The Columbia study looked specifically at flavanols, but they are just one of six subclasses of flavonoids: anthocyanidins, flavan-3-ols, flavonols, flavanones, flavones and isoflavones.

“The nutrients released into the bloodstream from eating fruits and vegetables can impact your cognitive health and almost immediately if we are absorbing properly and our gut is healthy,” Clark said. “Certain antioxidants target inflammation, and decreasing inflammation can actually improve long-term cognitive health.”


Anthocyanidins and related compounds called anthocyanins are common pigments found in fruits and vegetables, specifically for colors like red, blue and purple. They have been studied for their antioxidative and antimicrobial activities that improve visual and neurological health and the prevention of diseases.

Berries, grapes, tropical fruits, leafy vegetables, grains and roots have high levels of anthocyanins. Here are a few:

  • Blackberries
  • Blood orange
  • Elderberries
  • Red, green and purple grapes
  • Red onions
  • Raspberries
  • Red cabbage
  • Strawberries
  • Red wine


The most common types of flavonoid consumed in the American diet are flavan-3-ols, also known as flavanols, which are found in various drinks, whole and processed foods, and herbal remedies and supplements. Flavan-3-ols affect food quality and appearance through color, bitterness, sourness and sweetness.

Increasing the amount of flavan-3-ols in your diet can help improve blood pressure, cholesterol and blood sugar. A few examples of foods include:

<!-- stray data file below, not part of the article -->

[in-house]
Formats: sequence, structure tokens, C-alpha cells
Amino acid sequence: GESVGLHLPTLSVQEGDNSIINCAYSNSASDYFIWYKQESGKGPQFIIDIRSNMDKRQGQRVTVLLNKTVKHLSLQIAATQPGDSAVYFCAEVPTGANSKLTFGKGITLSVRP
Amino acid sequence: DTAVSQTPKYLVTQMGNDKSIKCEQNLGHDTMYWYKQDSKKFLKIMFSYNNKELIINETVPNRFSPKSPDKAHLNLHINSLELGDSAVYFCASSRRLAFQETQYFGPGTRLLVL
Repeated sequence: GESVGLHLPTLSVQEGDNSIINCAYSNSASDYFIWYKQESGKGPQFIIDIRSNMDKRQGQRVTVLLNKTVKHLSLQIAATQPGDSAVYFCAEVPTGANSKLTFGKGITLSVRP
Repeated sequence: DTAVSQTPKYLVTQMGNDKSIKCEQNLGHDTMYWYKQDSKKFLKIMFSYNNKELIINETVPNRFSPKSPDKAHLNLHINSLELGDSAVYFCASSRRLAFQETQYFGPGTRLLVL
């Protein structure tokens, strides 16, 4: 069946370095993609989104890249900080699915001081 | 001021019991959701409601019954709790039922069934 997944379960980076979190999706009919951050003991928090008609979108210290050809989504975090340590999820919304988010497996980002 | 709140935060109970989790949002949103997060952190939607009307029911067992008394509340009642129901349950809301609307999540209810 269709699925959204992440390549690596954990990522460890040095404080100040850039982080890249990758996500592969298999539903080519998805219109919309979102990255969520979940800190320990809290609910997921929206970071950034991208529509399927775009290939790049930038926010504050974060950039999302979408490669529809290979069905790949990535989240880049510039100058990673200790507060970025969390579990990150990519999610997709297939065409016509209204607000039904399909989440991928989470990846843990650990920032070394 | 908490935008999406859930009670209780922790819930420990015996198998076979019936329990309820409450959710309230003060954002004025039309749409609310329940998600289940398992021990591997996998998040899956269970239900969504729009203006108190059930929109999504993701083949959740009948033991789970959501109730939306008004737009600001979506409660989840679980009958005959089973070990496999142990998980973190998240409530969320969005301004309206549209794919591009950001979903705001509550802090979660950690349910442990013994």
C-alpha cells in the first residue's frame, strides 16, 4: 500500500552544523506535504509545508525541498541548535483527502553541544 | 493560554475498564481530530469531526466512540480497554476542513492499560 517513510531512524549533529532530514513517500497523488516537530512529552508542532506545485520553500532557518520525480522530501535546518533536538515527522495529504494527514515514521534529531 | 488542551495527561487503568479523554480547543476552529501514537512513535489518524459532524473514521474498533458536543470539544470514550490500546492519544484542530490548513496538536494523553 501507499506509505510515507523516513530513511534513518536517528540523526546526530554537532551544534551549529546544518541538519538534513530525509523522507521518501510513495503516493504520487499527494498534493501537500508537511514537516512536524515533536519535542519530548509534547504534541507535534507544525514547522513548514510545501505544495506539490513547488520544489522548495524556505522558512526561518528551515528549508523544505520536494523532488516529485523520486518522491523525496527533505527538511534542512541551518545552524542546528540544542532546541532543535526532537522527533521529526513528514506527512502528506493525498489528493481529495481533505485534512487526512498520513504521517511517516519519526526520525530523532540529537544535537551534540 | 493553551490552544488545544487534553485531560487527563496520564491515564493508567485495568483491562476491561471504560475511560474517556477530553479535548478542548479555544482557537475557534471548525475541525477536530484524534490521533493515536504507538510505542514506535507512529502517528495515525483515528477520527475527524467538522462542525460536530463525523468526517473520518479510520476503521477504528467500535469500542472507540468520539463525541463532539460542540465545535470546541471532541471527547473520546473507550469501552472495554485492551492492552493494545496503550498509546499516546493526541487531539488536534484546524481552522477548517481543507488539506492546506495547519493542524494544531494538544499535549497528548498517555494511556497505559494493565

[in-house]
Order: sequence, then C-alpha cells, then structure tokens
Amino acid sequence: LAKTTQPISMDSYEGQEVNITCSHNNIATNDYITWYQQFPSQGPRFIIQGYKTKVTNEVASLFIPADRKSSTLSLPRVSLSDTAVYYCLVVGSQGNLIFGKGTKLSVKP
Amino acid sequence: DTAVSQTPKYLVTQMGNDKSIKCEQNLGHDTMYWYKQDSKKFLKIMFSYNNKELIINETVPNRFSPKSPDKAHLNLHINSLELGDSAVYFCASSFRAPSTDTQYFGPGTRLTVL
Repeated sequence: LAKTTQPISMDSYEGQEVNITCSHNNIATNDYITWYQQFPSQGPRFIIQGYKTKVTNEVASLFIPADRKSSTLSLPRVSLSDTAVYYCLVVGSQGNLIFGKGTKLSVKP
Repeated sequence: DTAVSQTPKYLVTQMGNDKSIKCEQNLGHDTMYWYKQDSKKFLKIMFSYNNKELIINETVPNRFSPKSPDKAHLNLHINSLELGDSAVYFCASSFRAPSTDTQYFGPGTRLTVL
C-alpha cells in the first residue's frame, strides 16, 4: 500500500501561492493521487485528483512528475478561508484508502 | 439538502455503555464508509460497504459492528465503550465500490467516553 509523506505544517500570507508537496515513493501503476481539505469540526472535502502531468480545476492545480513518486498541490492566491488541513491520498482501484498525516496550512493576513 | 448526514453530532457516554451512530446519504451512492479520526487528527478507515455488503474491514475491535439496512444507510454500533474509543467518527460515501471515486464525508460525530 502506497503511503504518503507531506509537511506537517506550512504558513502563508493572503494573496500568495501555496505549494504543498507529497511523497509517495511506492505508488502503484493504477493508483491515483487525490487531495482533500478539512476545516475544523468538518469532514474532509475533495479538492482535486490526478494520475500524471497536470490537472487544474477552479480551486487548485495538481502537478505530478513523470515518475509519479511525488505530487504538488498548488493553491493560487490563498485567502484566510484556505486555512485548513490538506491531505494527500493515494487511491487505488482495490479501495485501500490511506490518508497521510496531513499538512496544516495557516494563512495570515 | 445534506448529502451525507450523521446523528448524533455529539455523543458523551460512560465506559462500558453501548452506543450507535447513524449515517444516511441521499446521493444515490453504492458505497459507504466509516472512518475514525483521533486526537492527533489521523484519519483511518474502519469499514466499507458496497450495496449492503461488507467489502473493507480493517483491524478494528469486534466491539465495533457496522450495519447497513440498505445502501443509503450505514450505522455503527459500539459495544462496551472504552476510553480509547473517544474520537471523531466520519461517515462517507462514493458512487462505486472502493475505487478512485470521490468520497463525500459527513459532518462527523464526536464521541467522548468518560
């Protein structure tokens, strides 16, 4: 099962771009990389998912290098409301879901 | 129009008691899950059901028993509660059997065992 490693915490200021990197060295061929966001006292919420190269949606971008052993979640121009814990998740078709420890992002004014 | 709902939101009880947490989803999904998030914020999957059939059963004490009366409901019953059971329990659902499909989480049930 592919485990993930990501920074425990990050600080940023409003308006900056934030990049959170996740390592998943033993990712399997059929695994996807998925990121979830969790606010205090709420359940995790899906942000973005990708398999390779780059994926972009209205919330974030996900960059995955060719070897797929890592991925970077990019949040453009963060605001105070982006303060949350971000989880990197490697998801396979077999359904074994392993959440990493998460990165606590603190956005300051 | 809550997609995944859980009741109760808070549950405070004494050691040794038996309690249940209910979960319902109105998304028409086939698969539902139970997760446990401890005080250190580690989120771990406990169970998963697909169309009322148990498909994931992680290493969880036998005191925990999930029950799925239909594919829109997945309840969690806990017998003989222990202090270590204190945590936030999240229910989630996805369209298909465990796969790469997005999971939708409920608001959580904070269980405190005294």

• Red apples
  • Apricots
  • Dark chocolate
  • Black, oolong, white and green tea


Like other flavonoids, flavonols may be a potential neuroprotective agent against diseases such as Parkinson’s disease.

In addition, foods that contain flavonols also contain “essential vitamins, minerals and dietary fiber, which are crucial for optimal brain function,” Azad said. “B vitamins, including folate, vitamin B6 and vitamin B12 found in leafy greens and legumes, are particularly important for maintaining memory and cognitive abilities.” Some foods with flavonols include:

  • Blueberries
  • Broccoli
  • Chili peppers
  • Kale
  • Parsley
  • Scallions
  • Spinach


This important subgroup of flavonoids are present in vegetables and flowers. They can be found in:

  • Celery
  • Parsley
  • Red peppers
  • Chamomile
  • Mint
  • Ginkgo biloba


Flavanones are known for their anti-inflammatory properties, including reducing redness, swelling and pain in the body. These can be found in:

  • Grapefruit
  • Lemon
  • Orange
  • Pomelo


These plant compounds may protect against age-related diseases, including cardiovascular disease, bone disease, hormone-dependent cancer and loss of cognitive function. Some foods that contain these are:

In general, Clark said, fruits and vegetables are important to a well-balanced diet and can help prevent disease.

“My personal belief ― as well as my nutrition philosophy ― puts a huge focus on incorporating fruits and vegetables to provide essential vitamins and more to improve immune function, cognitive function, decrease inflammation, improve lymphatic system and even decrease toxic load,” Clark said. “We don’t utilize them enough.”